According to Biz2Credit’s annual Women-Owned Business Study, although revenues dropped for women-owned firms in 2020, their earnings grew, primarily because expenses have decreased during the COVID-19 pandemic.

Women-owned business earnings averaged $330,226, which was higher than in 2019 but $421,928 below the average for men-owned firms ($716,842) in 2020. The analysis also revealed that while the average credit score (597) for women who own businesses increased from 590 last year, it was 23 points lower than the average score of men who own businesses (620) in the study.

The Biz2Credit study reviewed 40,0000 credit inquiries from across the country for the full prior year (2020) and examined the financial performance of women-owned small- to mid-sized companies in the United States. Despite austerity imposed by the COVID-19 pandemic, many women-owned businesses continued to find growth opportunities.

During 2020, the effects of the pandemic were especially notable for women-owned companies, many of whom have been historically less-well financed compared with men-owned firms.

“Lower financial indicators among female business owners are indicative of lacking service and attention provided by traditional financial institutions. This creates a financial opportunity gap among women who are running their own companies compared to men,” Rohit Arora, CEO of Biz2Credit, said. “COVID-19 shed light on this trend by exacerbating a gender business funding gap that has long existed.”

The Biz2Credit analysis examined financial indicators of loan applicants, including annual revenue, operating expenses, age of business and personal credit score.

Key findings from the Biz2Credit Women-Owned Business Study

Performance of Women-Owned Businesses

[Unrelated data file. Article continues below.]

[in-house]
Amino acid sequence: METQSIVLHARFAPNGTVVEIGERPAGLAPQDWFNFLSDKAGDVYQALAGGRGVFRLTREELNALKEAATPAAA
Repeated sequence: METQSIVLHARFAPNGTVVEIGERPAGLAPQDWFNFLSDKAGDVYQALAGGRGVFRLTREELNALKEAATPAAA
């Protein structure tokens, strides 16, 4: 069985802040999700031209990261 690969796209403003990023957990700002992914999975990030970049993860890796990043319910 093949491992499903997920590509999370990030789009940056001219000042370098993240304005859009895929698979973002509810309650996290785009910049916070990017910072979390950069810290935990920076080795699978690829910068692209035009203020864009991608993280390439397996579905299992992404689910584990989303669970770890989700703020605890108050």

• Average annual revenue dropped from $384,359 in 2019 to $330,226 in 2020.
  • Average earnings (annual revenue minus operating expenses) of women-owned business grew to $181,770 in 2020 from $107,804 in 2019, largely because expenses decreased from $276,554 in 2019 to $148,455 in 2020.
  • The average credit score for women who own businesses increased from 590 in 2019 to 597 in 2020.
  • The services industry (except public administration) represented 26% of women-owned companies in 2020.
  • The percentage of business loan applications coming from women-owned firms decreased by 2% in 2020 compared with 2019.

Comparison of Women-Owned and Men-Owned Companies

Biz2Credit compared women-owned and men-owned business health in its study, and the numbers underscore a larger problem. Women-owned firms are much less likely to apply for loans. Part of the problem is that, on average, their companies’ earnings were less than half of the earnings of businesses owned by men and their credit scores were lower. Some specifics:

  • According to Biz2Credit, in 2020, 27% of business loan applications were from women, while 72% were from men.
  • Women-owned businesses ($330,226) earned $421,928 less on average than men-owned firms ($716,842) in 2020.